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dc.contributor.authorDavies, Ivoren
dc.date.accessioned2019-02-15T14:17:03Z
dc.date.available2019-02-15T14:17:03Z
dc.date.issued1975en
dc.identifier.urihttp://hdl.handle.net/1842/33563
dc.description.abstracten
dc.description.abstractThis thesis is concerned with movements in Russia during the first quarter of the twentieth-century, now generally called "formalist". They comprise mainly Futurism, Cubo-futurism, Rayonism, Suprematiem, Constructivism and Productivism. These titles often extend to poetry, theatre, film and architecture due to collaboration between art forms. To be specifically considered is their relationship to earlier Russian art; to Western European movements and to philosophical ideas which conditioned artists' concepts of reality and helped them formulate theories. The first part of the thesis (Chapters I-XXI) describes mainly movements before the 1917 revolution, and the second part, postrevolutionary art before the re-establishment of realism.en
dc.description.abstractRussia and Italy were both witnessing rapid industrialisation and social change behind which politics and art were lagging. The speed of modern inventions in industry, massproduction, aeroplanes and cars were seen by many Italian and Russian artists as being the most relevant subjects to inspire the art of the future. But Russian "Futurism" was more concerned with "primitivism" while the Italians stressed "dynamism". The thirteenth chapter discusses Marinetti's visit to Russia which emphasised their differences. Artists wishing to justify and explain new pictorial experiments verbally adopted the example of revolutionary political societies who published manifestoes and policy statements.en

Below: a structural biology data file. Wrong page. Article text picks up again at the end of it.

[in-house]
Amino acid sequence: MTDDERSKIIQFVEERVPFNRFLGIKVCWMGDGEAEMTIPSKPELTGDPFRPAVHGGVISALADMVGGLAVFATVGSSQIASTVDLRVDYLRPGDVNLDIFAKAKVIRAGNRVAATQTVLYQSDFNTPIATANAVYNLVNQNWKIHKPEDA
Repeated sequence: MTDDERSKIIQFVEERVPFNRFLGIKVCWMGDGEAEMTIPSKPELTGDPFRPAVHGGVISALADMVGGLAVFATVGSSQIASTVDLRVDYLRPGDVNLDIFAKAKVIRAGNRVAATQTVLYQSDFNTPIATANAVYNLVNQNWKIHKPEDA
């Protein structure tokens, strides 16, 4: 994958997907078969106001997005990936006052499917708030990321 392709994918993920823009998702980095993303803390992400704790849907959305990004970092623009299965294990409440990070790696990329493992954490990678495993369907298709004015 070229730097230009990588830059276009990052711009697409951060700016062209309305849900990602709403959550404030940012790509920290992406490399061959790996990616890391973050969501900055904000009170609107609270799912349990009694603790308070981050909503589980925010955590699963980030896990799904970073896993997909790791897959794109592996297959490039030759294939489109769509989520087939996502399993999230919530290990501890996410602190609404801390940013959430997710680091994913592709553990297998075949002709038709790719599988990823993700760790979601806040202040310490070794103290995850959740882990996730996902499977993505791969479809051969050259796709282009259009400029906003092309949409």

dc.description.abstractChapter fifteen discusses the exhibitions "Tramway V" and "0.10" held in 1915. Here the division between the non-objective Suprematism of Malevich and Tatlin's constructions with objects of real materials first became obvious. It was out of a simplified Cubo-Futurism that Suprematism emerged and after 1920 it extended to models in an "architectonic" spirit while Tatlin's example was to inspire real objects of engineering construction and production.en
dc.publisherThe University of Edinburghen
dc.relation.ispartofAnnexe Thesis Digitisation Project 2019 Block 22en
dc.relation.isreferencedbyen
dc.titleCertain aspects of art theory in Russia from 1905 to 1924 in their relationship to the development of avant-garde art & ideas in the Westen
dc.typeThesis or Dissertationen
dc.type.qualificationlevelDoctoralen
dc.type.qualificationnamePhD Doctor of Philosophyen


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